Chapter # 2 Paragraph # 4 Study # 3
January 10, 2010
19 For this is thankworthy, if a man for conscience toward God endure grief, suffering wrongfully.
20 For what glory is it, if, when ye be buffeted for your faults, ye shall take it patiently? but if, when ye do well, and suffer for it, ye take it patiently, this is acceptable with God.
21 For even hereunto were ye called: because Christ also suffered for us, leaving us an example, that ye should follow his steps:
22 Who did no sin, neither was guile found in his mouth:
23 Who, when he was reviled, reviled not again; when he suffered, he threatened not; but committed himself to him that judgeth righteously:
24 Who his own self bare our sins in his own body on the tree, that we, being dead to sins, should live unto righteousness: by whose stripes ye were healed.
25 For ye were as sheep going astray; but are now returned unto the Shepherd and Bishop of your souls.
1901 ASV Translation:
19 For this is acceptable, if for conscience toward God a man endureth griefs, suffering wrongfully.
20 For what glory is it, if, when ye sin, and are buffeted for it, ye shall take it patiently? but if, when ye do well, and suffer for it, ye shall take it patiently, this is acceptable with God.
21 For hereunto were ye called: because Christ also suffered for you, leaving you an example, that ye should follow his steps:
22 who did no sin, neither was guile found in his mouth:
23 who, when he was reviled, reviled not again; when he suffered threatened not; but committed himself to him that judgeth righteously:
24 who his own self bare our sins in his body upon the tree, that we, having died unto sins, might live unto righteousness; by whose stripes ye were healed.
25 For ye were going astray like sheep; but are now returned unto the Shepherd and Bishop of your souls.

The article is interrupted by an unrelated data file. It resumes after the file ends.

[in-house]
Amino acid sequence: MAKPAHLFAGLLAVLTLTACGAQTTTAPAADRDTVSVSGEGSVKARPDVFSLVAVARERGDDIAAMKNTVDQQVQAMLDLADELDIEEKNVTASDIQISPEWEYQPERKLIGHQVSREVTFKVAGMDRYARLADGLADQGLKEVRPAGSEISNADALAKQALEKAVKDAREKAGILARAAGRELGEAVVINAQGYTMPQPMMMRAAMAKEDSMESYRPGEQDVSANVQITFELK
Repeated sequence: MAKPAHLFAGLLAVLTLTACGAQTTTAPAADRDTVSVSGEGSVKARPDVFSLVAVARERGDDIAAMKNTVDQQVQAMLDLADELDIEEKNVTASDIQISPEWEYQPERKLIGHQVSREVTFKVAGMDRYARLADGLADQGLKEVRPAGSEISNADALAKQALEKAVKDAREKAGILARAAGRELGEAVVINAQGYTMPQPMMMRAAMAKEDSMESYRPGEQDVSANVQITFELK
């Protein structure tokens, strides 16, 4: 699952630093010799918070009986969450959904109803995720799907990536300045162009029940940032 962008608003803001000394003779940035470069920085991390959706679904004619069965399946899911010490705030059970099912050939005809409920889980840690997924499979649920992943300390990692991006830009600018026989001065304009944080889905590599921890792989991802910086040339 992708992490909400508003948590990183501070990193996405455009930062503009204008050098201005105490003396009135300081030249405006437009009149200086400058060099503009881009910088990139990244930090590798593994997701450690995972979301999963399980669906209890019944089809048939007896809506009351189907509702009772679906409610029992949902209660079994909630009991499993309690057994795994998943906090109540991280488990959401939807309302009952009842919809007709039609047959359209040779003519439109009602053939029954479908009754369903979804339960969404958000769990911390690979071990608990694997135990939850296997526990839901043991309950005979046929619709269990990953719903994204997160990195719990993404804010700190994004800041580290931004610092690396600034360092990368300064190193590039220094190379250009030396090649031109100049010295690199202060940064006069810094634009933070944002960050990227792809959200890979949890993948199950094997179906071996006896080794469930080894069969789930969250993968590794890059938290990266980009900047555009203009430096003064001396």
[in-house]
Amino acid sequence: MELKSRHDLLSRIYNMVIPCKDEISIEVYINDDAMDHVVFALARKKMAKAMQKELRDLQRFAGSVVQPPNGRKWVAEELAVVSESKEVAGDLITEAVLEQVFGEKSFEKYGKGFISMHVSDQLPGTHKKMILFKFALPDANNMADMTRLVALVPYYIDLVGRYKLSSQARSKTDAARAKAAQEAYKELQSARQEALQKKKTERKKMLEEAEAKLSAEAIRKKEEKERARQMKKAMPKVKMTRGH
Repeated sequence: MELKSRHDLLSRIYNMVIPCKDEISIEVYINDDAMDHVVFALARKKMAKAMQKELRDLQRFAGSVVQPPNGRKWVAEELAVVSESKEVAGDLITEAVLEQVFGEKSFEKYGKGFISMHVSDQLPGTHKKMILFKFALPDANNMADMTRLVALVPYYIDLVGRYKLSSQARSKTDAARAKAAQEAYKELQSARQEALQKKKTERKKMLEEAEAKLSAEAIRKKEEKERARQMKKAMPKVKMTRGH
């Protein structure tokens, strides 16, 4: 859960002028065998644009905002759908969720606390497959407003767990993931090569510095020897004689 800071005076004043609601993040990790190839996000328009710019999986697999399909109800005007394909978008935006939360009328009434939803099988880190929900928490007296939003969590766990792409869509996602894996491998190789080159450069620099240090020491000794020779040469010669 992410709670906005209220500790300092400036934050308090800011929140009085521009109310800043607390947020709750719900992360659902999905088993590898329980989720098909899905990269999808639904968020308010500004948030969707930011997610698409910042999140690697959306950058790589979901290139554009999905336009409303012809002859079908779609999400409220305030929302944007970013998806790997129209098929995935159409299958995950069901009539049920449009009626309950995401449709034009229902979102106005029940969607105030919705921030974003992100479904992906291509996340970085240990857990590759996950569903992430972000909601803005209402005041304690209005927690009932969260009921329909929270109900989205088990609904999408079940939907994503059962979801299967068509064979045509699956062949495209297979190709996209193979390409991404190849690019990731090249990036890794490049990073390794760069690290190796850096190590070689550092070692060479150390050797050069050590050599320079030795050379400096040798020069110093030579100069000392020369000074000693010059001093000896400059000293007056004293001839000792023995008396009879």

- I. Peter's Move Into the Particulars.
- A. He specifically addresses the "household servants".
- B. He also specifically outlines the "relationship": the "service" is rendered to a "master".
- C. He is without hesitation in his "command": be in submission.
- D. He also gives the parameters.
- 1. Not only to the good and gentle ...
- 2. But also to the "froward" ...
- E. Peter's Rationale.
- 1. There is a preference in Peter's mind for those who must suffer wrongfully. He defines "wrongfully" as a matter of injustice. This is Peter's version of Jesus' "take up your cross daily" qualification in Luke 9:23.
- a. Peter's "theme" is "the true grace of God" (5:12). On this basis, his major interest is the practical manifestation of that grace. Given that, it is no wonder that he highlights "suffering wrongfully" as a "grace" opportunity.
- b. Christianity that does not "work" in the daily trenches is of no use whatsoever. The blase dismissal of biblical truth throughout the daily events is totally unacceptable and will not be accepted by God at all.
- c. The "difficulty" Peter is addressing is the blindness of those "servants" who, because of the demeanor of their "despots" (masters), refuse to be submissive. For those servants who are tempted by the kindness of their masters to abuse the kindness, Peter commands submission because it is "right", and for those who are tempted by the "frowardness" of their masters to retaliate by insubordination, Peter commands submission because that state of affairs gives the greatest opportunity to show "grace". After all, "grace" cannot be seen in a "perfect love" relationship; it can only be seen in an "abusive" one.
- 2. The basis for the "injustice" is the behavior of the servant as an expression of a legitimate conscience before God. The implication is very strong that a "froward" master will sometimes demand behavior that cannot be legitimately obeyed and, thus, brings the wrath of the master down upon the servant.
- F. Peter's "Theology".
- 1. God's "servant nature" is Peter's highest understanding of God. He is supposed to be the one behind Mark's Gospel and that Gospel is the presentation of God, the Servant of God.
- 2. For people who have cut their eye teeth on the principles of rebellion cloaked in self-justification ("give me liberty or give me death" because "all men have certain inalienable rights"), it is pretty much of an impossibility to actually buy into the fact that being a "servant" is not a terrible thing. The only people for whom servitude is a terrible thing are those who long to be the controllers of the world. Those who wish to be the instruments of "grace" see servitude as an opportunity to maximize their usefulness.